Ontario Enforcement Blitz – Training for WHMIS 2015 (GHS)

A Little Background

A question that’s been top-of-mind with many in the regulated community is along the lines of “What does Canada’s GHS-modified hazardous products act/regulations (HPR-WHMIS 2015) say about workplace training and labelling of hazardous products?”

The short answer to this question is that the new Federal HPR says essentially the same thing as the previous CPR (Controlled Products Regulations-WHMIS 1988):

”           ” – i.e. “Nothing”.

Constitutionally, most workplaces fall under the jurisdiction of the provinces/territories so they have the responsibility to establish/enforce OH&S regulations regarding what employers must do to apply the Supplier-provided (Federal jurisdiction) information. The exceptions to this are the limited number of constitutionally-designated Federal workplaces- and even in these workplace issues are addressed through separate OH&S regulations under the Canada Labour Code (CLC).

Ontario’s Blitz

The question is perhaps being highlighted in Ontario where the Ministry of Labour indicated earlier this month that they, under the Occupational Health & Safety Act, would be undertaking an “inspection initiative” (aka “blitz”) regarding WHMIS compliance. This initiative, under the “Occupational Hygiene” program focus, is scheduled to run from now through March, 2016.

Inspectors will be looking for compliance with requirements for “labels, msds, worker education, and COMMUNICATION OF COMPONENTS OF THE GHS” (emphasis added).

Follow this link to view the blitz schedule:

The exercise will be complicated by the fact that the WHMIS 1988 regulations can still be applied during the transition period stretching to at least 2018, although the WHMIS 2015 regulations can be used as of February 11, 2015.

The additional spice in the soup is that the US will be using the GHS labels/SDS as of their June 2015 deadline for all new production. Most suppliers who may have been preparing WHMIS labels/msds for Canadian customers will probably discontinue the option (the name of the game is, after all “harmonization”) now that the elements are essentially the same in both countries.

Where GHS Fits

The provinces/territories (P/T) who have spoken on the subject (and Health Canada, regarding the CLC & supplier obligations) have indicated that if labels/msds have not been converted to GHS-format then the WHMIS 1988 requirements apply and will be enforced.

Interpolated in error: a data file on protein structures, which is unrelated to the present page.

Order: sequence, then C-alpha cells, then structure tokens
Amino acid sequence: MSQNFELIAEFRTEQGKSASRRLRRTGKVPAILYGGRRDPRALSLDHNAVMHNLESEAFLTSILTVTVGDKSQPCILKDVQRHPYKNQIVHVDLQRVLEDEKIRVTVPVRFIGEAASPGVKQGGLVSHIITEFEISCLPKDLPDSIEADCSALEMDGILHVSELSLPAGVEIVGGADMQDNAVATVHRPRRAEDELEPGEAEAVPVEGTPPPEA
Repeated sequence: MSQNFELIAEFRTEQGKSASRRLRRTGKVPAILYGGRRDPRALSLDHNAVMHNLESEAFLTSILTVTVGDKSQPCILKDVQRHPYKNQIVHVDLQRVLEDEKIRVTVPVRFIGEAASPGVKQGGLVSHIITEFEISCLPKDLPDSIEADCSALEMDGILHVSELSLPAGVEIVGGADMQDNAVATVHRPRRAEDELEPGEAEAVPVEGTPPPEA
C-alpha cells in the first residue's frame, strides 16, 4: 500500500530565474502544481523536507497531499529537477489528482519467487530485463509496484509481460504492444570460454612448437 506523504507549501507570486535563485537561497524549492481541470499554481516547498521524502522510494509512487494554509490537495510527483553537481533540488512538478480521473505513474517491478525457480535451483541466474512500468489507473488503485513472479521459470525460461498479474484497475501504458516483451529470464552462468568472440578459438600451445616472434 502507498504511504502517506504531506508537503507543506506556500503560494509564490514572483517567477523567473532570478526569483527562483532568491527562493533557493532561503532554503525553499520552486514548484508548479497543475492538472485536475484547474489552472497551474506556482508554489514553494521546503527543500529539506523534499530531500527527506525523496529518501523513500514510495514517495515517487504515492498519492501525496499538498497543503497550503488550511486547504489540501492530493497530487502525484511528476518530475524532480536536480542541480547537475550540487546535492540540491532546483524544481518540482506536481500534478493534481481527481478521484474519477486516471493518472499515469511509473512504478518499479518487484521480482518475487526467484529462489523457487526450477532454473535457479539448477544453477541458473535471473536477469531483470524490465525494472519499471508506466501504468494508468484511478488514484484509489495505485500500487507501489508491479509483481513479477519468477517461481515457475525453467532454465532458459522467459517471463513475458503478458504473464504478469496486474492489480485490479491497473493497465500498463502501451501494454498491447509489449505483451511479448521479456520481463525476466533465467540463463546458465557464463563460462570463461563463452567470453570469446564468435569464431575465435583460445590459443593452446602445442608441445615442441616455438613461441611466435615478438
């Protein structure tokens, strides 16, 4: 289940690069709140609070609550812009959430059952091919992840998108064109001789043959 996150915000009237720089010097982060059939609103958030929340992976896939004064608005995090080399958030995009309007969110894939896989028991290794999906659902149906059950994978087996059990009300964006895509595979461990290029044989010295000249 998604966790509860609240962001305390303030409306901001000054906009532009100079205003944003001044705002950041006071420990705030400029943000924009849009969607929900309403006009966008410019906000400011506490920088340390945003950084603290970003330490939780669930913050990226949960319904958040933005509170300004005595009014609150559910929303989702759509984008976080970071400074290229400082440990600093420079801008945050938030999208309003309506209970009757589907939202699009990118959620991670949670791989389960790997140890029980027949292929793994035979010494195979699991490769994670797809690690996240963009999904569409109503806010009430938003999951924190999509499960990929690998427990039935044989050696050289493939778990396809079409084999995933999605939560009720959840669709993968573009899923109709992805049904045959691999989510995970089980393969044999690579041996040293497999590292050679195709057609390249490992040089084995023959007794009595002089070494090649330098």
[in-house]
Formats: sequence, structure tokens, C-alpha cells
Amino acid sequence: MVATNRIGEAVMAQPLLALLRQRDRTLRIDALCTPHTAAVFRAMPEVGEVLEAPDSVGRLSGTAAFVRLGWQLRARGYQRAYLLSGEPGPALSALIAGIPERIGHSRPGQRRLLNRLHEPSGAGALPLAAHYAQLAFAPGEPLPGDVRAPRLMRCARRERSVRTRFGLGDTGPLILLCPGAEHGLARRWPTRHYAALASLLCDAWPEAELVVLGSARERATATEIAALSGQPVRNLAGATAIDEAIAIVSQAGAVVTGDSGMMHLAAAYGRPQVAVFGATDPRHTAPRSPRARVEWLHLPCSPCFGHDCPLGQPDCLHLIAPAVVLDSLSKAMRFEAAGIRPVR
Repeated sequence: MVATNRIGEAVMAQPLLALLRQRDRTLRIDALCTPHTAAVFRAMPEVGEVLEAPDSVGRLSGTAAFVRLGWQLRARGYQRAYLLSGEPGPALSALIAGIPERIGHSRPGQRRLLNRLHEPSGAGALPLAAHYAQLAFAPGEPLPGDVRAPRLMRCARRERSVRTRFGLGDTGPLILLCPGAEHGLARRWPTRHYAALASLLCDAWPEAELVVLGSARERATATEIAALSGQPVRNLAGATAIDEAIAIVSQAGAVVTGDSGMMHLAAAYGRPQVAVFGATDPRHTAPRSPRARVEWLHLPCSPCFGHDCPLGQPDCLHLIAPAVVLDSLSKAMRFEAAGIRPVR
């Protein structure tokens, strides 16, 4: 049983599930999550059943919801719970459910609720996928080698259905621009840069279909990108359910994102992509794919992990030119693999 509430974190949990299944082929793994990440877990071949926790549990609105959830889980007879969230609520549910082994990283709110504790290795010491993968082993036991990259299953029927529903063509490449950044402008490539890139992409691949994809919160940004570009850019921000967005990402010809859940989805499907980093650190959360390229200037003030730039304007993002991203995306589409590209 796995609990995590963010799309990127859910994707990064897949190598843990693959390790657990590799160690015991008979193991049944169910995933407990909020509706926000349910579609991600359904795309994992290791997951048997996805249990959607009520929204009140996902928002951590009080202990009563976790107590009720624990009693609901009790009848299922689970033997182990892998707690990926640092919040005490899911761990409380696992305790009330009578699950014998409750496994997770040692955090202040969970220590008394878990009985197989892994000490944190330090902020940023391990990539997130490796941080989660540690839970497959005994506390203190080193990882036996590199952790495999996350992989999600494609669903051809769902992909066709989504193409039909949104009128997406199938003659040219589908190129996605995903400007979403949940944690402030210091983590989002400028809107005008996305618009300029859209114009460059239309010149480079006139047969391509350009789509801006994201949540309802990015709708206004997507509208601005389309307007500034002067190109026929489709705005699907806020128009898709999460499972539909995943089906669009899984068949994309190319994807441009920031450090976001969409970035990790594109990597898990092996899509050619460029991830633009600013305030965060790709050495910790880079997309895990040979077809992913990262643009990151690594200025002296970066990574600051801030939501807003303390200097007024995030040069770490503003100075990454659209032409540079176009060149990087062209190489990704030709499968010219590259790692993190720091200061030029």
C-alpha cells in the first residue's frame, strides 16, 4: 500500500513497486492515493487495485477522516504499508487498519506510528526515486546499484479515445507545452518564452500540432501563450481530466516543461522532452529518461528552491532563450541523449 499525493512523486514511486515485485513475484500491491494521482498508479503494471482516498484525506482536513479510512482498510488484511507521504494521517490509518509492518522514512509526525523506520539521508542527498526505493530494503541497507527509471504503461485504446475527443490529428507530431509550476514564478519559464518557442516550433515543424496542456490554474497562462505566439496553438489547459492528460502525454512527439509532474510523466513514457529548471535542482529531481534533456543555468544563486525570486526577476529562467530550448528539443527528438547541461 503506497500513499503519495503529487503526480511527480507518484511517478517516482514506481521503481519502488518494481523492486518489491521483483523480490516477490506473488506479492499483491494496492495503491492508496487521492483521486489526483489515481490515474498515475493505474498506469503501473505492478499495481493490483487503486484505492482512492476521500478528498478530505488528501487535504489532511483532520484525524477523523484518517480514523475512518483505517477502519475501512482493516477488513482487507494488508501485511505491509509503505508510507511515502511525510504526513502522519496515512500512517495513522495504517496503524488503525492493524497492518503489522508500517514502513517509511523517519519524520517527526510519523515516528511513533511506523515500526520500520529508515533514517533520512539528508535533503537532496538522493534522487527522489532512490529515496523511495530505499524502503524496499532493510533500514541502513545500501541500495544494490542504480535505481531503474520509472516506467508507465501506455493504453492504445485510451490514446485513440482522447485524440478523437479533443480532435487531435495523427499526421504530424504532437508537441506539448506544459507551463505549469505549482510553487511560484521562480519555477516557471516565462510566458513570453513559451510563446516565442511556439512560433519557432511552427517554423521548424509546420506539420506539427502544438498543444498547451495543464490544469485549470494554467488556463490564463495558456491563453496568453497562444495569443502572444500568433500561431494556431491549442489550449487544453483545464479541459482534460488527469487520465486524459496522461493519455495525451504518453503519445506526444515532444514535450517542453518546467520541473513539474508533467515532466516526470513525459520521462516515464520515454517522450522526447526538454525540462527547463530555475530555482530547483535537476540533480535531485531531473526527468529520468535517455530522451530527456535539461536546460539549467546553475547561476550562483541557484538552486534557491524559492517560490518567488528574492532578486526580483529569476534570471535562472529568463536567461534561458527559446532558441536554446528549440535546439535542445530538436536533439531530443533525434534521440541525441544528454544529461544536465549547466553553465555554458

Training and workplace labels have always been an obligation. So if workplace training is to be effective, it must cover the communication elements that are present in the workplace- which could include products with GHS formatted labels.

Until/unless the workplace regulations are updated specifically mandating WHMIS 2015 training, then GHS awareness will presumably only be enforceable (under the administrative statements) if there are HPR-labelled products/SDS in the workplace.
As long as WHMIS 1988 CPR-labelled products/MSDS exist, they must be maintained as before.

Training is Key

So it is in the employers’ interest to start the conversion as soon as possible so that they can take advantage of the benefits of WHMIS 2015 as well as not be “caught” with labels/SDS that they haven’t trained employees to understand.

Recognizing the new pictograms and their relation to the previous system will be the basic foundation required at the shop-floor level.

The workplace labelling requirements are practically not a serious issue during the transition since the current P/T regulations allow for a fairly generic form of hazard communication on employer-produced workplace labels which would allow incorporating GHS elements as long as employees are trained to understand them.

As well as following newsletters and Blogs from ICC and similar sources, various jurisdictions address transitional aspects on the “national whmis portal” website:




Clifton J. Brown

Clifton J. Brown

Clifton Brown has over 35 years of practical experience in the Canadian chemical and manufacturing industries. He has worked in research, quality, environment, health and safety in a range of industries including explosives, pesticides, manufacturing/contract packaging, pharmaceuticals, and specialty chemicals. This experience has provided a basis for dealing with a variety of regulatory approaches that have been useful in implementing and evaluating/auditing compliance. This experience has also been useful in effectively helping others to understand and apply the regulations in a North American context. Clifton represents ICC on the RDC regulatory and safe operations committees, participates in Transport Canada consultations and attends WSPS, CSSE and related activities.